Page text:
Hummingbird feeders are helpful in attracting these beautiful little birds in the summer, but clear sugar water is all that is needed if the feeder has red tips on the tubes or other red color to the feeder. To make the sugar solution, add one part of sugar to three or four parts of water. It is important to change the sugar solution often – ever one to two days so the solution does not spoil and cause disease in the birds. Also, plant red-blooming plants such as cypress vine, gregg salvia, coral honeysuckle, Turk’s cap, red columbine and trumpet vine. Especially good are plants that have long and tubular flowers. Other good choices include flame acanthus, pomegranate and red yucca. Hummingbirds also eat flying insects such as mosquitoes and gnats. That’s what they are doing when darting around the garden.
Plants to Attract Hummingbirds
Hummingbirds are attracted to flower colors and nectar, not fragrance. Some cultivated hybrids produce less nectar than their wild counterparts, but they can still help attract hummingbirds.
- Aster - Aster spp.
- Bee balm - Monarda spp.
- Butterfly weed - Ascelpias tuberosa
- Cardinal flower - Lobelia cardinalis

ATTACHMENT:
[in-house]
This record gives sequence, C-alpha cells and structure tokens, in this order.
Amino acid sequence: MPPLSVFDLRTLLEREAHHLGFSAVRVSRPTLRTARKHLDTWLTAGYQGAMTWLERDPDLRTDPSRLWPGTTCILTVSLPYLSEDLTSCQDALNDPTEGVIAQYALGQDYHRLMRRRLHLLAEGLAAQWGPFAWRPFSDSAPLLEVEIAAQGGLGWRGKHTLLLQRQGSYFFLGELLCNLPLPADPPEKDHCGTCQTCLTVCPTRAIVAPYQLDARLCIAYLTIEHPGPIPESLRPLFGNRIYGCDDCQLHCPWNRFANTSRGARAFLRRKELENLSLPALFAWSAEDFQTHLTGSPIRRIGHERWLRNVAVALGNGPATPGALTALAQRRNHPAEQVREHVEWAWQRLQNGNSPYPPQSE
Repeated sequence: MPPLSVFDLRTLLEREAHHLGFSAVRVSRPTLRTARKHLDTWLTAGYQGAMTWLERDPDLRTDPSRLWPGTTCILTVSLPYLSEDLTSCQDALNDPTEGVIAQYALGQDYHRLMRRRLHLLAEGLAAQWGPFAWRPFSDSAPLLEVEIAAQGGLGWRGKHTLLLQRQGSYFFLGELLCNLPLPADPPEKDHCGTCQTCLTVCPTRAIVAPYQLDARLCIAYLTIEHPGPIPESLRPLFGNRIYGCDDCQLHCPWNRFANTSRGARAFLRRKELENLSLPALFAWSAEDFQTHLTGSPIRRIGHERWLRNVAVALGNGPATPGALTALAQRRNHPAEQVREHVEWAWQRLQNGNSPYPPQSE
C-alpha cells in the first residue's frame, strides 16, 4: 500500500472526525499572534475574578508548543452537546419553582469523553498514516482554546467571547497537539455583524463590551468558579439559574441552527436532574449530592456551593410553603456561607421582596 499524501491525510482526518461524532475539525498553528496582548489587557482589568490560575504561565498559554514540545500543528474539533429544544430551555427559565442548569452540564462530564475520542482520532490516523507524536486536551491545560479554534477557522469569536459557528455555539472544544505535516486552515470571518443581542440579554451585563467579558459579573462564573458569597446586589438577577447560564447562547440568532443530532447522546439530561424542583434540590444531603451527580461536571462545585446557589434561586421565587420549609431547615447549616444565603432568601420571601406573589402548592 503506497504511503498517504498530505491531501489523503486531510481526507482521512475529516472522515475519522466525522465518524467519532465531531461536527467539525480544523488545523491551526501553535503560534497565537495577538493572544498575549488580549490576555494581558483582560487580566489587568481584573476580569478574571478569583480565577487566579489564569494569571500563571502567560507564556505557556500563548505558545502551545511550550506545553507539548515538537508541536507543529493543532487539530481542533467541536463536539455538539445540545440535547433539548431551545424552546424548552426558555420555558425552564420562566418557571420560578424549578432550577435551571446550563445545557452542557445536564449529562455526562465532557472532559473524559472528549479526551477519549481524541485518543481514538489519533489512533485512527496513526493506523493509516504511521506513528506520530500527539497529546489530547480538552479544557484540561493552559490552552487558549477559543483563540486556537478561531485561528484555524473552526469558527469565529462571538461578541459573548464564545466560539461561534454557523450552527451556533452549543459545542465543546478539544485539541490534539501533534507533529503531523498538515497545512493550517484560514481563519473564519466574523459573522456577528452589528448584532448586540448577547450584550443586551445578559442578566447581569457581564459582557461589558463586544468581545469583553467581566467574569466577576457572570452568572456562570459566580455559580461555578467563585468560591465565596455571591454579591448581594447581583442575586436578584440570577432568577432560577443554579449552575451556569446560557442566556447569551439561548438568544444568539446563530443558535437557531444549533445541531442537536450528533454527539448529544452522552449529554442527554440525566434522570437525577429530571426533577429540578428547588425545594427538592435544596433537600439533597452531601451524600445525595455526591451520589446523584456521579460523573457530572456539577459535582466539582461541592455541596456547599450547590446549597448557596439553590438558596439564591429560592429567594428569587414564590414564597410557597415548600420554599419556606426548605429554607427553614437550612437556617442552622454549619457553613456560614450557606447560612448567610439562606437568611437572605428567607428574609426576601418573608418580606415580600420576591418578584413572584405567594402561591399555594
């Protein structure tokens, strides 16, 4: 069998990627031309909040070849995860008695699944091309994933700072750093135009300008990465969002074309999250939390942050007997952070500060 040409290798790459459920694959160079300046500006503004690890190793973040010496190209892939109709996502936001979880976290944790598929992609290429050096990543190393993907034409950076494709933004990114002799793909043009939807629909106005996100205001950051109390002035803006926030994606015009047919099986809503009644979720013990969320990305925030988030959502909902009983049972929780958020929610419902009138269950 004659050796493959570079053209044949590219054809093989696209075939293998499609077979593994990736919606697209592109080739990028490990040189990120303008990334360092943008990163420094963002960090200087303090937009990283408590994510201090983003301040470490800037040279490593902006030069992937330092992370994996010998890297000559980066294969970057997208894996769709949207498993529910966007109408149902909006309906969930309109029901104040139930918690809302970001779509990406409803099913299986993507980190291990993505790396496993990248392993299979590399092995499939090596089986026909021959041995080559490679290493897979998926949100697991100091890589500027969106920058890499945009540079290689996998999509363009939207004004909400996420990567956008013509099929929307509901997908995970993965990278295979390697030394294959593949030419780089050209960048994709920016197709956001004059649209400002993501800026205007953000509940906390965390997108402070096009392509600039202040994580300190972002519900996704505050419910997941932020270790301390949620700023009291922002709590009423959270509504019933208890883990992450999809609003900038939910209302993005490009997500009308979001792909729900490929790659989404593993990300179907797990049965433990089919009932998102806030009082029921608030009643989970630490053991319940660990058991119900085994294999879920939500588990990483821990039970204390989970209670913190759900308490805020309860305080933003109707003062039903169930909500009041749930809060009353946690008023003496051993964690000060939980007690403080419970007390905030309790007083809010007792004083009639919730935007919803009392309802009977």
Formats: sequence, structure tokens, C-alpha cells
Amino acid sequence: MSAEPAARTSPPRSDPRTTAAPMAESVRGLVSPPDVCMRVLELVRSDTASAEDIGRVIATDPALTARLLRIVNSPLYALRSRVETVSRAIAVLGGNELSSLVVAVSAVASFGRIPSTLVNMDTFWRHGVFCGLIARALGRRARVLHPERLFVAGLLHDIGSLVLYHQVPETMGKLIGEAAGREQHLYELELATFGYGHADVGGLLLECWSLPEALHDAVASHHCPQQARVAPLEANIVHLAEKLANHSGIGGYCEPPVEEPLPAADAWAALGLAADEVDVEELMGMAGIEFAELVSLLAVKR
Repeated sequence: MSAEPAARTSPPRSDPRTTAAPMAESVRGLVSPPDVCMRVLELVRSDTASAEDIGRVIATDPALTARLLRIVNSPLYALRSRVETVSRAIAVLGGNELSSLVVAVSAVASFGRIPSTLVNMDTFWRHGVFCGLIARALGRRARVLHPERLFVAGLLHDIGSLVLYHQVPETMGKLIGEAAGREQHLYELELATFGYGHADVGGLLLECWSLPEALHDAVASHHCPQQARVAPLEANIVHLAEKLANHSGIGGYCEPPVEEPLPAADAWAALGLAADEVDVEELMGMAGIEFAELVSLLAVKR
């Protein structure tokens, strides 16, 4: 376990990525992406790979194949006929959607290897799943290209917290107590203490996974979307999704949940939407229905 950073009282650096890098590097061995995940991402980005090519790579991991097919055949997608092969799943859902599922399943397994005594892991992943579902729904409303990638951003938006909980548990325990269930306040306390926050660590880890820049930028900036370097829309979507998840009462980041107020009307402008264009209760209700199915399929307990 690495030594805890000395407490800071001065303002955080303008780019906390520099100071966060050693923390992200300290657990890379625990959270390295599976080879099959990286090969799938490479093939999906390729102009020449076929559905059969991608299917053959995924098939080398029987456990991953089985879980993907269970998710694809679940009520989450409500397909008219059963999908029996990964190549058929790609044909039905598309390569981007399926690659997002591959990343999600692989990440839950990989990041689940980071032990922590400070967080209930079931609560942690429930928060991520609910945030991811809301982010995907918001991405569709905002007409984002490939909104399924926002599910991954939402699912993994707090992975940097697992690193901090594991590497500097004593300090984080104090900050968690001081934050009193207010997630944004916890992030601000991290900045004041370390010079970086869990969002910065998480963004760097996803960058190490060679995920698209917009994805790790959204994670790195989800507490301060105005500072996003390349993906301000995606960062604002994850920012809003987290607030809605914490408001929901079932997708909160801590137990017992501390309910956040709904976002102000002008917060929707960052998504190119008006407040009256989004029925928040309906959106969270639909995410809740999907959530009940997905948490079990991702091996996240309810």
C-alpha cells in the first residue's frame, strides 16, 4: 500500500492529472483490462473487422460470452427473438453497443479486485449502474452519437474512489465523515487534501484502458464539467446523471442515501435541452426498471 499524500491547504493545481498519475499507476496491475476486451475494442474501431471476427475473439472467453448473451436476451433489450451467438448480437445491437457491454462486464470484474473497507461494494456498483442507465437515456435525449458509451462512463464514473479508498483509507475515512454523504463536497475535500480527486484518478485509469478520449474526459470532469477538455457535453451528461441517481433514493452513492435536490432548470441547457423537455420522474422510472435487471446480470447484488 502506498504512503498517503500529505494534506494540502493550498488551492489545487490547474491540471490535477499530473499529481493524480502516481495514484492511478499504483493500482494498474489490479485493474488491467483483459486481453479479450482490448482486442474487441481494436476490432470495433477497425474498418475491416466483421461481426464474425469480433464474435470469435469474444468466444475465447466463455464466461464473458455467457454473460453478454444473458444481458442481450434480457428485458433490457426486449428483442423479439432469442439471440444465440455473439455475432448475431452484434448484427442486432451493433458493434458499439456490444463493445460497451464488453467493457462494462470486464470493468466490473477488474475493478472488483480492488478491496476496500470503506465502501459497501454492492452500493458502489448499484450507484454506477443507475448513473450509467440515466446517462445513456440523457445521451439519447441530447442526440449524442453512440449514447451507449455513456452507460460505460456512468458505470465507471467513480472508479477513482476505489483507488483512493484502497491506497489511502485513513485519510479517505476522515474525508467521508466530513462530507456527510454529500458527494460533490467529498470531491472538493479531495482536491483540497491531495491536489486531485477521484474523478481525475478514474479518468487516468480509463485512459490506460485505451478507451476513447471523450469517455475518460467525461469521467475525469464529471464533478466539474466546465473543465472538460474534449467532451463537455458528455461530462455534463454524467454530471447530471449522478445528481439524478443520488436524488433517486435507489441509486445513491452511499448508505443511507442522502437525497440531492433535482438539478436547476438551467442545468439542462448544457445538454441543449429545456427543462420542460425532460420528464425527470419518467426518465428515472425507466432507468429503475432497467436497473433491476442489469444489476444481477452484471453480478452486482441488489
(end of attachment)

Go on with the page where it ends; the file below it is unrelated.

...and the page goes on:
- Catmint – Nepeta spp.
- Columbine - Aquilegia spp.
- Coral bells - Heuchera sanguinea
- Cosmos - Cosmos spp..
- Dahlia - Dahlia spp.
- Delphinium - Delphinium elatum
- False indigo – Baptisia spp.
- Flame acanthus - Acanthus mollis
- Foxglove - Digitalis purpurea (Biennial)
- Fuchsia - Fuschia hybrida
- Geranium - Pelargonium species
- Goldenrod – Solidago spp.
- Hollyhock - Alcea rosea
- Lupine - Lupinus hybrids
- Monkeyflower - Mimulus hybridus
- Penstemon - Penstemon spp.
Purple coneflower – Echinacea spp,
- Red hot poker - Kniphofia uvaria
- Sage - Salvia officinalis
- Scarlet sage - Salvia splendens
- Speedwell - Veronica hybrids
- Verbena - Verbena spp.
- Four-o'-clock - Mirabilis jalapa
- Touch-me-not - Impatiens spp.
- Flowering tobacco - Nicotiana alata
- Mountain garland – Clarkia elegans
- Nasturtium - Tropaeolum majus
- Petunia - Petunia hybrida
- Spider flower - Cleome hasslerana
- Zinnia - Zinnia spp.
Bulbs, corms and tubers
- Tuberous Begonia - Begonia spp.
- Canna - Canna spp.
- Gladiolus - Gladiolus spp.
- Iris - Iris spp.
- Montbretia - Crocosmia spp.
- Bougainvillea - Bougainvillea spp
Cypress vine - Ipomoea quamoclit
- Flame vine - Pyrostegia venusta
- Honeysuckle - Lonicera spp.
- Lantana - Lantana spp.
- Rosary vine – Ceropegia woodii
- Trumpet creeper – Campis grandiflora
- Trumpet vines – Campsis radicans
Shrubs and trees
- Abelia - Abelia grandiflora
- Azalea - Rhododendron spp.
- Bottlebrush - Callistemon lanceolatus
- Butterfly bush - Buddleia davidii
- Cotoneaster - Cotoneaster spp.
- Eucalyptus - Eucalyptus spp.
- Flowering currant - Ribes odoratum
- Flowering quince - Chaenomeles spp.
- Fuschia tree - Fuschia arborescens
- Hibiscus - Hibiscus spp.
- Lilac - Syringa spp.
- Mimosa - Albizia julibrissin
- Strawberry tree - Arbutus unedo
- Turk’s cap - Malvaviscus arboreus
Weigela - Weigela rosea
- Wild lilac - Ceanothus griseus